The old part of Moscow’s main mosque has been demolished, causing mixed reaction among locals. The fact that this took place on the tenth anniversary of 9/11 also upset many Muslims.
The first response to the demolition was strongly negative. Ironically, days before the demolition, an architectural watchdog had filed an application to the Culture Ministry asking that the mosque be declared “an object of cultural heritage.”
“According to the country’s law, the application actually protected the building from any harm,” claimed Konstantin Mikhailov, head of the Moscow architectural watchdog.
The well-known mosque, located near Prospect Mira metro station, has long been under threat. Plans to demolish it were first drafted back in the late 1970s, but the public outrage was so intense that no one dared touch the building.
“Since 1978, no church buildings have been destroyed in Moscow,” said Mikhailov. “For the first time in 33 years, this shameful practice has been restored.”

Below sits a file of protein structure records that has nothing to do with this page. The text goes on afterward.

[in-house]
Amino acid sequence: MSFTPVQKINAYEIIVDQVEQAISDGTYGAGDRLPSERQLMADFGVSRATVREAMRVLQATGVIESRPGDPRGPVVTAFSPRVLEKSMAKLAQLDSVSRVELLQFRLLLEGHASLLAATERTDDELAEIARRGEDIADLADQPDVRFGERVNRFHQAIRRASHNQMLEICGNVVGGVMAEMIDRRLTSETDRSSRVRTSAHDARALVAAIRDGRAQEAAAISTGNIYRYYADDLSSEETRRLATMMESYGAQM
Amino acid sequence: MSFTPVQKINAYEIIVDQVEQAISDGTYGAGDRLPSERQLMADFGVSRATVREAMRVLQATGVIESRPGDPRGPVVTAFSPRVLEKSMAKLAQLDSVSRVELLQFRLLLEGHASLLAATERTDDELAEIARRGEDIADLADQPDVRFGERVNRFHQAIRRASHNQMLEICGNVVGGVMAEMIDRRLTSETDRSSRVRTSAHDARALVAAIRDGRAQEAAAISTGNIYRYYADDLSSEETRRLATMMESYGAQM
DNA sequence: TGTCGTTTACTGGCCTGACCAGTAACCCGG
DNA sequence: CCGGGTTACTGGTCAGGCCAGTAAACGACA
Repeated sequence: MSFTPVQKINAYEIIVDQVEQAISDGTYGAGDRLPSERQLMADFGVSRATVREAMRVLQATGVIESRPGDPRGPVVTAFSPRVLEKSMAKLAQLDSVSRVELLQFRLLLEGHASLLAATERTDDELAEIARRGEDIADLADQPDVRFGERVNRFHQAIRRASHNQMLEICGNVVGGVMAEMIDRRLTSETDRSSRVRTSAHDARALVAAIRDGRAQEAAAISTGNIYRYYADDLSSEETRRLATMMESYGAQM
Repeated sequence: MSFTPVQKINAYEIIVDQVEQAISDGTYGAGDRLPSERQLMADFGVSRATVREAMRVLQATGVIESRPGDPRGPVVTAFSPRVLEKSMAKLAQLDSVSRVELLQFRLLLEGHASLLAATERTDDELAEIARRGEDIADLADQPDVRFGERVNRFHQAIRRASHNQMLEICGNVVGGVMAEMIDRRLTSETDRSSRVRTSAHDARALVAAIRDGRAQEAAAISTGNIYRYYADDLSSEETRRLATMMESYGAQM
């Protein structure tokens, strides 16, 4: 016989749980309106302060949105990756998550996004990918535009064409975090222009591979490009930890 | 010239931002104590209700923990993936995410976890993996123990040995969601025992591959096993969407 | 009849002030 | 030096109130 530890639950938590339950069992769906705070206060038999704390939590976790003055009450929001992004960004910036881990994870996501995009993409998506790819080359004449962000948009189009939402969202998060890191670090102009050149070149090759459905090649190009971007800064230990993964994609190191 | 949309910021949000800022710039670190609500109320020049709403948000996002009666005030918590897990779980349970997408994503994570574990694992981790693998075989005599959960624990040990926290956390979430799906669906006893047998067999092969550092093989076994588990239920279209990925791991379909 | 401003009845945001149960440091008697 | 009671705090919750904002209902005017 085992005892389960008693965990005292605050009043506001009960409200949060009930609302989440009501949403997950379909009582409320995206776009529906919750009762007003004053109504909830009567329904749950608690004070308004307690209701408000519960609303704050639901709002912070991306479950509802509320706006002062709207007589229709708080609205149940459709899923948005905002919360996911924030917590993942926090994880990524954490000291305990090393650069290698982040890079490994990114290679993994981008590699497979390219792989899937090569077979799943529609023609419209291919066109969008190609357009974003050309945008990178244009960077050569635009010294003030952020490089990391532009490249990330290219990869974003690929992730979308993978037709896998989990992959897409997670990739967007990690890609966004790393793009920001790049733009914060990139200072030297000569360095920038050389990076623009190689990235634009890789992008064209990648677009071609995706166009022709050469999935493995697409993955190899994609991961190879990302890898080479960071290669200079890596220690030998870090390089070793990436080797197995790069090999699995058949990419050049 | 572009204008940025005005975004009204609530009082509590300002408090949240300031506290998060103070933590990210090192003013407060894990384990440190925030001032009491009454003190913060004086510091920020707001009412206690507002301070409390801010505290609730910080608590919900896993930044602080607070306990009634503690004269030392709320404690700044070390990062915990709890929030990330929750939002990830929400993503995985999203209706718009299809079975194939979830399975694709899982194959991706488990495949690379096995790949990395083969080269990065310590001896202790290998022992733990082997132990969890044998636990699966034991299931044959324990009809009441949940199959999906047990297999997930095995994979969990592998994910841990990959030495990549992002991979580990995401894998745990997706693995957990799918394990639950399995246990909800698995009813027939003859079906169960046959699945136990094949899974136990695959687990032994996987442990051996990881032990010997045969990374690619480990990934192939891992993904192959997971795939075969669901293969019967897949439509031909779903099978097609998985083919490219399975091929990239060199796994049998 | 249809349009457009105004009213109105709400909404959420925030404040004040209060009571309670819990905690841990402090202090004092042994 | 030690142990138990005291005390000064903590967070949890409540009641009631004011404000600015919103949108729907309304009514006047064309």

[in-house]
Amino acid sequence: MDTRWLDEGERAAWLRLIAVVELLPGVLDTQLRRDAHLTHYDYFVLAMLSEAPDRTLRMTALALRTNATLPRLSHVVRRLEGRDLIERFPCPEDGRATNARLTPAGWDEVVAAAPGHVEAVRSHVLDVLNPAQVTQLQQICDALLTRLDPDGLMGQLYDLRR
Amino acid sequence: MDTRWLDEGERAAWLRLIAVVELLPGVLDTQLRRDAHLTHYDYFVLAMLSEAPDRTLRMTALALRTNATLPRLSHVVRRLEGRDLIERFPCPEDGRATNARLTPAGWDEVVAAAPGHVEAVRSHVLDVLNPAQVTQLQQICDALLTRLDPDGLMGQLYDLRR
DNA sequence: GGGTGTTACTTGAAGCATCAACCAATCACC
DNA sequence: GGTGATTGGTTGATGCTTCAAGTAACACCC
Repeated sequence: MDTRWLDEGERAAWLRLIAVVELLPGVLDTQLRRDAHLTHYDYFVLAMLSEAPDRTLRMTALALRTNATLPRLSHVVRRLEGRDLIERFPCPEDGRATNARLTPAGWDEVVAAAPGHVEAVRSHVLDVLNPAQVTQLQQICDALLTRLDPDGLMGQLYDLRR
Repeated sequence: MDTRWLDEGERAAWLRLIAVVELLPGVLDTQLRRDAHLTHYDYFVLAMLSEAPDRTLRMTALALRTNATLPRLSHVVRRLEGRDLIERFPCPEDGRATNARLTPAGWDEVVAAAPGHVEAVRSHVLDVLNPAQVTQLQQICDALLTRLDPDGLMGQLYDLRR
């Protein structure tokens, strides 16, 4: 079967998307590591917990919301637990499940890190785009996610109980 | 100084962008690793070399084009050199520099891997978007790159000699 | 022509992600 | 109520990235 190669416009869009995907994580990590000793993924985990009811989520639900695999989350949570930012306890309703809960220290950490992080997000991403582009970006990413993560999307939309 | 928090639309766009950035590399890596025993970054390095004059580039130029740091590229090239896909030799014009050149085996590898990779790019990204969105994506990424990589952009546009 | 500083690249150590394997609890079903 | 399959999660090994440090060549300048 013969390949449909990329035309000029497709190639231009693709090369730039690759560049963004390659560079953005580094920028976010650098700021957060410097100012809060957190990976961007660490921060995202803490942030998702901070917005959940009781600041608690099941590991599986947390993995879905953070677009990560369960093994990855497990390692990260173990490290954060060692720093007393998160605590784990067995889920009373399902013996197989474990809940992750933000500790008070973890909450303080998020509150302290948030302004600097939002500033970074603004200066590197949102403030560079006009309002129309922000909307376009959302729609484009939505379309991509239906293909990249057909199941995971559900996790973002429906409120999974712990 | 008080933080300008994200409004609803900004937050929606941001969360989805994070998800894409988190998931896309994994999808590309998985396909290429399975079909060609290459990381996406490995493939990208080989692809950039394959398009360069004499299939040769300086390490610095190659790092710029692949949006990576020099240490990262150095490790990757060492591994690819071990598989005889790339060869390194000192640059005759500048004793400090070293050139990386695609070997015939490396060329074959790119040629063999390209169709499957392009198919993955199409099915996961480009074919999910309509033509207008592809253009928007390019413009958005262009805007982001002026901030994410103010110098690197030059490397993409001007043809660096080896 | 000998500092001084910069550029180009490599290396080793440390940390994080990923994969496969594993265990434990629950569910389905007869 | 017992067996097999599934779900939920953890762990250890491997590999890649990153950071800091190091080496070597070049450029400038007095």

The demolition has also poured some oil onto the fire that followed recent Eid ul-Fitr celebrations, when the capital’s Muslims were forced to pray in the streets as there were not enough mosques available. Moscow’s mosques can host around 10,000 people, while there are more than 100,000 believers in the capital.
Muslims were also confused by the fact that the mosque was demolished on the tenth anniversary of the 9/11 terror attack.
On the other hand, the mosque’s official site published a sermon by chief imam Ildar Alyautdinov, who claimed it was a good idea to demolish the old wooden building during reconstruction.
“The old mosque’s building does not have any historical significance,” added Ravil Gainutdin, head of Russia’s Muftis’ Council. “The decision to demolish it was made consciously, as part of reconstruction works.”
The owner of the mosque promised that the new building would recreate the construction of the old one. He also argued that choosing 9/11 as the date for demolition was a mere coincidence as the walls of the old mosque had started to decay, so it was deemed necessary to demolish them as soon as possible.
“The mosque was built a century ago and the materials weren’t of the highest quality,” Rushan Khazrat, deputy chairman of the Mufti Council of Russia, told RT. “There was a crack in the wall and after the rain this weekend the wall collapsed. Demolishing the building was the only safe option. But the news was picked up by the media with the wrong angle.”